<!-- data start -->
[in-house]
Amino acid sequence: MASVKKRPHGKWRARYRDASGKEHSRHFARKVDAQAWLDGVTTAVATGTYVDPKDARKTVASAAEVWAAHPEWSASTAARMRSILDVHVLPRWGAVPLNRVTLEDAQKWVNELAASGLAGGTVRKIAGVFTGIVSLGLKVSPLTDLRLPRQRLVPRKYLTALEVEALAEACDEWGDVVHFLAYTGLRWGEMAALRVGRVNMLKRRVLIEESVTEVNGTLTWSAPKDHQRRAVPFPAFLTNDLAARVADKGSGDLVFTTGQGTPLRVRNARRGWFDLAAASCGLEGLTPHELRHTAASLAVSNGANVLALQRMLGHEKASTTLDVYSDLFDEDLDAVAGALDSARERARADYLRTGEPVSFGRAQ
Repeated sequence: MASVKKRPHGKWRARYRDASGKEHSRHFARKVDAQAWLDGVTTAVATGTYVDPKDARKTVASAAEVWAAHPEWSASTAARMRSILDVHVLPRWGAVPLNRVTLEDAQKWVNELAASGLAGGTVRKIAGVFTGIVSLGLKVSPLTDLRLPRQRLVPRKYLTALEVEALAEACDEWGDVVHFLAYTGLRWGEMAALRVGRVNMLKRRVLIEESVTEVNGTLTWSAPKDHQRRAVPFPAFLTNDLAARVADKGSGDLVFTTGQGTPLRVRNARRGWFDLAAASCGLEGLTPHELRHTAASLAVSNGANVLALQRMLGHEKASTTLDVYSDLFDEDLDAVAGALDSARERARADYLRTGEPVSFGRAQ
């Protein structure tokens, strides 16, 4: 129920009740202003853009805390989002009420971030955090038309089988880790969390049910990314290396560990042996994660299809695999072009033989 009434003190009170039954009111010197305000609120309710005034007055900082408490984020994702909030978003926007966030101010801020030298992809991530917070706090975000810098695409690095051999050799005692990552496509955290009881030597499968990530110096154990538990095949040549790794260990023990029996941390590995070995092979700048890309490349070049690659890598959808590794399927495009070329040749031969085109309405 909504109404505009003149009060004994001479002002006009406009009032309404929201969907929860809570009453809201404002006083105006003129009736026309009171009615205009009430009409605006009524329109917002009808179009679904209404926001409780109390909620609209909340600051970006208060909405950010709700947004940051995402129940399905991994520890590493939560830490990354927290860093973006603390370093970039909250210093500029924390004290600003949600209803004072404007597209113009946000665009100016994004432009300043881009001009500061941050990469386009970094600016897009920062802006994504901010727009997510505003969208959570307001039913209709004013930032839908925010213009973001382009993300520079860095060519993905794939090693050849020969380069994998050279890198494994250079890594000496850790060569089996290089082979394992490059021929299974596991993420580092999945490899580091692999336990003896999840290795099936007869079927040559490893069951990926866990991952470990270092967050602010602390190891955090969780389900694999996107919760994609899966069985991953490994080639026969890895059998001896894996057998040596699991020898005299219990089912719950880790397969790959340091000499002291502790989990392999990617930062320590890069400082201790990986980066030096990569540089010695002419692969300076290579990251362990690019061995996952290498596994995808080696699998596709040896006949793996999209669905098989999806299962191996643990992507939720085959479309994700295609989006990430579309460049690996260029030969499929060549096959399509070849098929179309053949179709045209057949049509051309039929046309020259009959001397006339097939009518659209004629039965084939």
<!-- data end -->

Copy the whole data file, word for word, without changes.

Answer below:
[in-house]
Amino acid sequence: MASVKKRPHGKWRARYRDASGKEHSRHFARKVDAQAWLDGVTTAVATGTYVDPKDARKTVASAAEVWAAHPEWSASTAARMRSILDVHVLPRWGAVPLNRVTLEDAQKWVNELAASGLAGGTVRKIAGVFTGIVSLGLKVSPLTDLRLPRQRLVPRKYLTALEVEALAEACDEWGDVVHFLAYTGLRWGEMAALRVGRVNMLKRRVLIEESVTEVNGTLTWSAPKDHQRRAVPFPAFLTNDLAARVADKGSGDLVFTTGQGTPLRVRNARRGWFDLAAASCGLEGLTPHELRHTAASLAVSNGANVLALQRMLGHEKASTTLDVYSDLFDEDLDAVAGALDSARERARADYLRTGEPVSFGRAQ
Repeated sequence: MASVKKRPHGKWRARYRDASGKEHSRHFARKVDAQAWLDGVTTAVATGTYVDPKDARKTVASAAEVWAAHPEWSASTAARMRSILDVHVLPRWGAVPLNRVTLEDAQKWVNELAASGLAGGTVRKIAGVFTGIVSLGLKVSPLTDLRLPRQRLVPRKYLTALEVEALAEACDEWGDVVHFLAYTGLRWGEMAALRVGRVNMLKRRVLIEESVTEVNGTLTWSAPKDHQRRAVPFPAFLTNDLAARVADKGSGDLVFTTGQGTPLRVRNARRGWFDLAAASCGLEGLTPHELRHTAASLAVSNGANVLALQRMLGHEKASTTLDVYSDLFDEDLDAVAGALDSARERARADYLRTGEPVSFGRAQ
């Protein structure tokens, strides 16, 4: 129920009740202003853009805390989002009420971030955090038309089988880790969390049910990314290396560990042996994660299809695999072009033989 009434003190009170039954009111010197305000609120309710005034007055900082408490984020994702909030978003926007966030101010801020030298992809991530917070706090975000810098695409690095051999050799005692990552496509955290009881030597499968990530110096154990538990095949040549790794260990023990029996941390590995070995092979700048890309490349070049690659890598959808590794399927495009070329040749031969085109309405 909504109404505009003149009060004994001479002002006009406009009032309404929201969907929860809570009453809201404002006083105006003129009736026309009171009615205009009430009409605006009524329109917002009808179009679904209404926001409780109390909620609209909340600051970006208060909405950010709700947004940051995402129940399905991994520890590493939560830490990354927290860093973006603390370093970039909250210093500029924390004290600003949600209803004072404007597209113009946000665009100016994004432009300043881009001009500061941050990469386009970094600016897009920062802006994504901010727009997510505003969208959570307001039913209709004013930032839908925010213009973001382009993300520079860095060519993905794939090693050849020969380069994998050279890198494994250079890594000496850790060569089996290089082979394992490059021929299974596991993420580092999945490899580091692999336990003896999840290795099936007869079927040559490893069951990926866990991952470990270092967050602010602390190891955090969780389900694999996107919760994609899966069985991953490994080639026969890895059998001896894996057998040596699991020898005299219990089912719950880790397969790959340091000499002291502790989990392999990617930062320590890069400082201790990986980066030096990569540089010695002419692969300076290579990251362990690019061995996952290498596994995808080696699998596709040896006949793996999209669905098989999806299962191996643990992507939720085959479309994700295609989006990430579309460049690996260029030969499929060549096959399509070849098929179309053949179709045209057949049509051309039929046309020259009959001397006339097939009518659209004629039965084939």